Home iran As Mourning Ends in Iran, Politics Begins

As Mourning Ends in Iran, Politics Begins


President Ebrahim Raisi’s burial at the Imam Reza Shrine in Mashhad marks the culmination of days of nationwide processions following his death over the weekend in a helicopter crash.

Before his interment at Iran’s largest Shiite shrine in Mashhad, the northeastern city of his birth later on Thursday, a funeral service was conducted in the eastern city of Birjand. There, thousands of supporters gathered to pay their respects and bid farewell to a president whose legacy will remain one of brutality.

While some attendees, such as state employees and those fulfilling their compulsory military service, are usually required to be present, the absence of a spontaneous outpouring of public grief, as seen on some previous occasions, was notable.

Late President Ebrahim Raisi laid to rest at the gold-domed Imam Reza shrine

Unlike the vast gatherings that mourned the death of Revolutionary Guard General Qasem Soleimani in 2020, following his killing in a US drone strike in Baghdad, the attendance at these ceremonies was far from the same scale, the president associated with a failed economy and a period of intensified and ever more brutal oppression since coming to the role in 2021.

President Ebrahim Raisi’s coffin in Tehran during funeral ceremony

Already, media in Tehran is publishing reports and analysis on the upcoming presidential election in June. Names of possible candidates and predictions of who has a better chance circulate. However, everyone within the regime or among the public know that the Supreme Leader Ali Khamenei and his loyalists largely control the electoral system.

Raisi himself was elected in a highly controlled vote, with all serious rivals barred from running against him, including former President Mahmoud Ahmadinejad and former Parliament Speaker Ali Larijani.

Three days of mourning ceremonies and politics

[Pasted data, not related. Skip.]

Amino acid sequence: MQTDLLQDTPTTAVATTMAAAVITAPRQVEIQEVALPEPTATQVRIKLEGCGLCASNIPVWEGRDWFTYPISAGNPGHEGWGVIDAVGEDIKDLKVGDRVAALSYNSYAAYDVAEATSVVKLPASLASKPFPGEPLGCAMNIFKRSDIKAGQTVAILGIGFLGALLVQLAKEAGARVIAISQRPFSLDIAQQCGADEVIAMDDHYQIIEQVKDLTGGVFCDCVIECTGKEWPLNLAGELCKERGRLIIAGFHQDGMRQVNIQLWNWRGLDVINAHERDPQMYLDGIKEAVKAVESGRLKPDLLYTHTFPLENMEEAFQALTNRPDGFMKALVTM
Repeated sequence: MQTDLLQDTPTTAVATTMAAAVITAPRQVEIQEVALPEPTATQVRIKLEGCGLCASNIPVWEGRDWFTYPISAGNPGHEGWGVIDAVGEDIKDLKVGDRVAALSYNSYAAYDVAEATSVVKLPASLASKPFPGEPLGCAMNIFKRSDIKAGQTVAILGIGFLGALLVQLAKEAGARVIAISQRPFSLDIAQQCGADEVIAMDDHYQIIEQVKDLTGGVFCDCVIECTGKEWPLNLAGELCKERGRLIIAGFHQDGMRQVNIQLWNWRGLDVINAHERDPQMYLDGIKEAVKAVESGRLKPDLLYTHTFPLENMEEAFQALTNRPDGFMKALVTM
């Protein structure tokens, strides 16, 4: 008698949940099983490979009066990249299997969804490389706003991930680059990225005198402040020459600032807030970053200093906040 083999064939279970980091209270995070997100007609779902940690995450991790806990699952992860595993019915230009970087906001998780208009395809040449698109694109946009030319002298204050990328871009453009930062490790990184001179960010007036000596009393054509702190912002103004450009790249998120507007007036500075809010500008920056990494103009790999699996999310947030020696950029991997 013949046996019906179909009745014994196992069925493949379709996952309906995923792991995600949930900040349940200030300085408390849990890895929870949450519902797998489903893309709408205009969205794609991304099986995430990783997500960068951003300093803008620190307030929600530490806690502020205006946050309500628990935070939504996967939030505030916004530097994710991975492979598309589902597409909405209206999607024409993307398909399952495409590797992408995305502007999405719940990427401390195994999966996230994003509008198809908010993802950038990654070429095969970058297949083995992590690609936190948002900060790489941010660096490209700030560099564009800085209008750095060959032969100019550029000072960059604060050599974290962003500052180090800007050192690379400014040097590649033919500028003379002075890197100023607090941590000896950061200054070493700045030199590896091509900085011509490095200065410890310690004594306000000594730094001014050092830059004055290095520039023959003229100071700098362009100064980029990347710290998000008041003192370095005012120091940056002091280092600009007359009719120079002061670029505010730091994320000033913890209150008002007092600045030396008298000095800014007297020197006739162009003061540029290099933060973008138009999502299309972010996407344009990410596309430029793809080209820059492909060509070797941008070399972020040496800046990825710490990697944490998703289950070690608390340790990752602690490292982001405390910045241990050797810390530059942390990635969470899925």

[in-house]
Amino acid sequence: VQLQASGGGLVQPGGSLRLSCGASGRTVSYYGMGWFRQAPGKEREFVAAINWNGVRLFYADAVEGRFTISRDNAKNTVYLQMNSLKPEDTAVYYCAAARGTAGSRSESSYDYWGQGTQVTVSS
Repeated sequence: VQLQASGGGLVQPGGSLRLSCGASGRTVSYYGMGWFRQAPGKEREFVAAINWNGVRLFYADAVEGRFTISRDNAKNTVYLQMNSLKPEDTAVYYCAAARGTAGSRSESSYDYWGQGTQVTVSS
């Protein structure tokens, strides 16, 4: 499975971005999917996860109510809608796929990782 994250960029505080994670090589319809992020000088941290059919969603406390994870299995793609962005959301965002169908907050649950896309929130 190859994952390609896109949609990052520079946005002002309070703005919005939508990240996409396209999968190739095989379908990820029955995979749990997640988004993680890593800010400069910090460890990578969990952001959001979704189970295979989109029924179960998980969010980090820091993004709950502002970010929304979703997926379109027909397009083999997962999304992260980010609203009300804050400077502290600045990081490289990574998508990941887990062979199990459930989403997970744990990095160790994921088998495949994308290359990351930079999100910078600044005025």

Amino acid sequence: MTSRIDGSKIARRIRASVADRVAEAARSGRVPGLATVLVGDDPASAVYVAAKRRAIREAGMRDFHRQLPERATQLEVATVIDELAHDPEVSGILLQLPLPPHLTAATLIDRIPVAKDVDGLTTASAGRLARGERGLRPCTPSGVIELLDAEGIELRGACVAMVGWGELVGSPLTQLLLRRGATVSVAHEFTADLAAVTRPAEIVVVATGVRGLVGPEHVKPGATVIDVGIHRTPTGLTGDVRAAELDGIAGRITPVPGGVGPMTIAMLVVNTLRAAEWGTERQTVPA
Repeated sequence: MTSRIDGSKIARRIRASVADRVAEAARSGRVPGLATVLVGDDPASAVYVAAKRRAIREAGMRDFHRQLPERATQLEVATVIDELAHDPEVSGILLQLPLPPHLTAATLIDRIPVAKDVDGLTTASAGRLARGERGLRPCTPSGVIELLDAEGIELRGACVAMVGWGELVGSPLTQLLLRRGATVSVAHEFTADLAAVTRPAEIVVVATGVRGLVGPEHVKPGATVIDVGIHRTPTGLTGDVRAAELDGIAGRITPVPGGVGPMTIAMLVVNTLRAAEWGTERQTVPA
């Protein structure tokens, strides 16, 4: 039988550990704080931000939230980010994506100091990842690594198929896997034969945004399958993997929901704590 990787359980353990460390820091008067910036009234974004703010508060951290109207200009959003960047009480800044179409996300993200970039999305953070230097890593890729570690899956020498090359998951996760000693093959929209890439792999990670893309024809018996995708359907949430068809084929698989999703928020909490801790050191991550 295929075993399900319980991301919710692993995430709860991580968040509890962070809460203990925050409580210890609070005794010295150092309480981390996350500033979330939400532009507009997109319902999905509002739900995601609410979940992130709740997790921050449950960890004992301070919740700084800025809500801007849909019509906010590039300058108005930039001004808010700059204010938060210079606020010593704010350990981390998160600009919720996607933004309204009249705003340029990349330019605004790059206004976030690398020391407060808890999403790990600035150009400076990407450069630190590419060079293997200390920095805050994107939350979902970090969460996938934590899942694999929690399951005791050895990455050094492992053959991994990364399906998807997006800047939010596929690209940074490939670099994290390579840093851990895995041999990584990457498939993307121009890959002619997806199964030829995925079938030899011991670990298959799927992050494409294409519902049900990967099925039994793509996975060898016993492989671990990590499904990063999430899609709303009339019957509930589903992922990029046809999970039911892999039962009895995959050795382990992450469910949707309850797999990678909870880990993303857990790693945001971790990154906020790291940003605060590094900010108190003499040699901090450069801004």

The initial procession commenced in Tabriz on Tuesday, following the helicopter crash near the Azerbaijan border over the weekend which also killed the foreign minister and six others.

Raisi’s remains were transported from Tabriz, the nearest major city to the remote crash site, to Tehran airport before proceeding to the city of Qom, a Shiite religious center. From there, the journey continued back to the capital, where his casket lay in repose at Tehran’s Grand Mosalla Mosque.

Abdolreza Davari, a former confidant of ex-president Mahmoud Ahmadinejad, shared on social media that he estimated the attendance of mourners at approximately 5% of the population in Tabriz, 9% of the population in Qom, and 12% in Tehran, the latter only considering those over the age of 15 in the city. But there are no independent estimates. These numbers means lress than one 1.5 million people. Many Iranians on social media argued that attendance was much lower, in thousands or a few tens of thousands.

On Wednesday, accompanied by his delegation, Raisi’s body was transferred to Azadi Square from Tehran University, where the Supreme Leader led prayers. Subsequently, a ceremony ensued in the presence of “high-ranking foreign delegations.”

However, three former presidents—Mohammad Khatami, Mahmoud Ahmadinejad, and Hassan Rouhani—were notably absent at Tehran’s funeral. Despite sending messages of condolence for Raisi’s death, they were not seen in photographs from the ceremony.

Khatami and Rouhani referred to Raisi as a “martyr” in their messages, having died during an official government trip, whereas Ahmadinejad, in alignment with the Supreme Leader, extended condolences without using the term “martyr.”

In addition to refraining from labeling Raisi as a ‘martyr,’ analysts took notice of Khamenei’s callous remarks regarding him and the country’s future in the hours leading up to the announcement of Raisi’s passing. “The Iranian people need not worry; there will be no disruptions in the country,” Khamenei said with a cold demeanor. This reinforced the argument of critics who increasingly regard the Iranian presidency as more of a ceremonial post, with major decisions made in Khamenei’s headquarters.

Leaders and officials from Iran’s allies and terror-affiliated groups were present at Wednesday’s funeral ceremony in Tehran. Notably absent were Syrian President Bashar Assad and Russian President Vladimir Putin.

The absence of Western democratic leaders and dignitaries underscored Iran’s isolation on the global stage. Many democracies worldwide have imposed sanctions on Iran for its military support of Russia in the Ukraine conflict, its backing of terror groups, its nuclear program, and its dismal human rights record.

Meanwhile, the ceremony was attended by controversial Iran-backed terror group figures such as Naim Qassem, deputy secretary general of Lebanese Hezbollah, and Ismail Haniyeh, the political chief of Hamas.